Science & Technology

SpaceX’s Starship rocket explodes on test flight over Gulf of Mexico

Miami, Apr 20 (EFE).- SpaceX’s huge Starship rocket, 390 feet in length and by far the world’s most powerful rocket, blew up just minutes after lifting off from the company’s Starbase launch facility in Boca Chica, Texas, on Thursday morning.

The rocket – designed to take heavy payloads into Earth orbit or to the Moon – lifted off on its first uncrewed test flight shortly after 8:28 am local time, successfully cleared its launch pad on the Texas Gulf coast and was 23 miles high and even more miles down-range to the east over the Gulf of Mexico before it began tumbling about a little less than four minutes into the flight and exploded moments later.

SpaceX’s billionaire owner Elon Musk had said in March that the chances of the rocket reaching orbit were less than 50 percent, but after the failure of the mission he sent out a Twitter message thanking the launch team and encouraging them to continue working on developing the rocket with the aim of creating a launch vehicle that can carry humans to the Moon and Mars.

“Congrats @SpaceX team on an exciting test launch of Starship! Learned a lot for next test launch in a few months,” Musk tweeted.

“With a test such as this, success is measured by how much we can learn, which will inform and improve the probability of success in the future as SpaceX rapidly advances development of Starship,” SpaceX said, which despite the destruction of the rocket said that the test results were positive.

Musk had told reporters on Saturday that “Starship is the biggest rocket ever made. It’s over twice the thrust of … the Saturn 5 moon rocket, which is largest rocket ever to get to orbit, it’s roughly twice the mass. So, we’ve got 33 engines on the booster, we’ve got six engines on the upper stage of the ship. It’s a lot of engines.”

“So I guess I would just like to set expectations low,” Musk said. “If we get far enough away from the launch pad before something goes wrong, then I think I would consider that to be a success. Just don’t blow up the launch pad.”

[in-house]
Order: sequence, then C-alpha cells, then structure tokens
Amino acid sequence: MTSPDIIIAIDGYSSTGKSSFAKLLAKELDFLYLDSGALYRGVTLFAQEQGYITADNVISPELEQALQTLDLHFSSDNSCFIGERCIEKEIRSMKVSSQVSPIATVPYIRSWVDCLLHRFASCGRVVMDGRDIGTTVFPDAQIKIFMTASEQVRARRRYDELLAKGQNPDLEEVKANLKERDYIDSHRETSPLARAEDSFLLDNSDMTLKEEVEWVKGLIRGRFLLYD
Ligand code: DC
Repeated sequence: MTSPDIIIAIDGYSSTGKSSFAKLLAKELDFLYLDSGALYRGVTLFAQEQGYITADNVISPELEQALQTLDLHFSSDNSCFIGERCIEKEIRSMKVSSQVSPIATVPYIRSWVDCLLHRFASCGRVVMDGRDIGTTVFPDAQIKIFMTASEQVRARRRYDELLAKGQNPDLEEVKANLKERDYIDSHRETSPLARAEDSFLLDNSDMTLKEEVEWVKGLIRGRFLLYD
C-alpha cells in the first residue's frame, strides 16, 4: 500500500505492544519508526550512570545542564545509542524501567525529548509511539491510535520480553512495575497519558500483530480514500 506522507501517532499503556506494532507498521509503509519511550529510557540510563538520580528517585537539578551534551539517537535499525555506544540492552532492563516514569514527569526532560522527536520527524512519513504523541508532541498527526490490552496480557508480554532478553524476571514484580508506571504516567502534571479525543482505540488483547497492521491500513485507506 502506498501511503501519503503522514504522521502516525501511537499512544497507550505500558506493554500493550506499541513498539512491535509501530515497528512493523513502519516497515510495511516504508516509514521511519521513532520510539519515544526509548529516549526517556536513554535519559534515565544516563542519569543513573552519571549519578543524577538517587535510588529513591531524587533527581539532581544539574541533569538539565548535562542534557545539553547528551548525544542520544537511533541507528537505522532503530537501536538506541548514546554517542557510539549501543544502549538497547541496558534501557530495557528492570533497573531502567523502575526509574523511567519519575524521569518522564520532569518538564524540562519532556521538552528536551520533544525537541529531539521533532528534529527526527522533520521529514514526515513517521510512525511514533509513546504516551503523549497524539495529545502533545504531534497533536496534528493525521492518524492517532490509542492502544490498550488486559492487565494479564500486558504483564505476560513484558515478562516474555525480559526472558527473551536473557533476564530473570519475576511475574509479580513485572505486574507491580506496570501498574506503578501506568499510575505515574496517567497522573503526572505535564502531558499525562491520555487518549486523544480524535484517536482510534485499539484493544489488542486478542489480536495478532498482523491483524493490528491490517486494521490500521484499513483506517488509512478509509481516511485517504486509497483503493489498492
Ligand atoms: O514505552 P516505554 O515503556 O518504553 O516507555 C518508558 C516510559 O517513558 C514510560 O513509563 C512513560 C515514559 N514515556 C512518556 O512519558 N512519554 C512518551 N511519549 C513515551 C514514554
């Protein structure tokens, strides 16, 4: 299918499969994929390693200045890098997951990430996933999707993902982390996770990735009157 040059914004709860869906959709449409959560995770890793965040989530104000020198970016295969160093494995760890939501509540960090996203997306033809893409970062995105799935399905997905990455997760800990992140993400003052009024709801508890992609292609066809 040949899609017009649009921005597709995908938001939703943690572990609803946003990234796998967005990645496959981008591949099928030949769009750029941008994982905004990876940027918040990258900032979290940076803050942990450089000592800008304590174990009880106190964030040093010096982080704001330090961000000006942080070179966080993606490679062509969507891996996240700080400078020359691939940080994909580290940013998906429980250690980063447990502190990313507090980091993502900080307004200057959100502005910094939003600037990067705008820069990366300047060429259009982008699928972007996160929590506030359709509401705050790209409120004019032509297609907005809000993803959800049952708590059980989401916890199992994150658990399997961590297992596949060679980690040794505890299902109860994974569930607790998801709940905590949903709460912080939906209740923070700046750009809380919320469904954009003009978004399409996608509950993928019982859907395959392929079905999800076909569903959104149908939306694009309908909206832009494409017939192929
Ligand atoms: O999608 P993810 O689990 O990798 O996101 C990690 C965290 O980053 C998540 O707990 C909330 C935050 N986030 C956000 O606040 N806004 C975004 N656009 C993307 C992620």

The launch on Thursday was the second attempt by SpaceX to get the Starship aloft.

The firm had to scrub its launch scheduled for last Monday after technicians discovered that a pressure valve was frozen.

SpaceX said that its engineers will continue reviewing the launch data and working to prepare for another test flight in several months.

So far, SpaceX has released no specific information as to why the rocket unexpectedly exploded.

The test flight had been scheduled to last for 90 minutes with the recoverable Super Heavy portion of the rocket landing in the Gulf of Mexico while the upper Starship section – also fully reusable – was to travel most of the way around the Earth before splashing down near Hawaii.

However, both the Super Heavy first stage of the rocket and the Starship second stage were still attached to one another when the rocket went out of control and then blew up moments later.

The enormous rocket can carry 100 to 150 tons of cargo and is powered by some 10 million pounds of liquid rocket fuel.

NASA is paying SpaceX billions of dollars to build a variant of the Starship rocket stage to carry astronauts to the lunar surface – perhaps by late 2025 – as part of its Artemis mission program.

SpaceX reportedly considered the launch phase of the flight to be the critical element and wanted to be sure that the powerful rocket engines worked, but so far the firm has released no details regarding the technical problems that led to the mishap.

The Starship, when it is fully functional, is being designed to transport up to 100 people on long-duration interplanetary flights.



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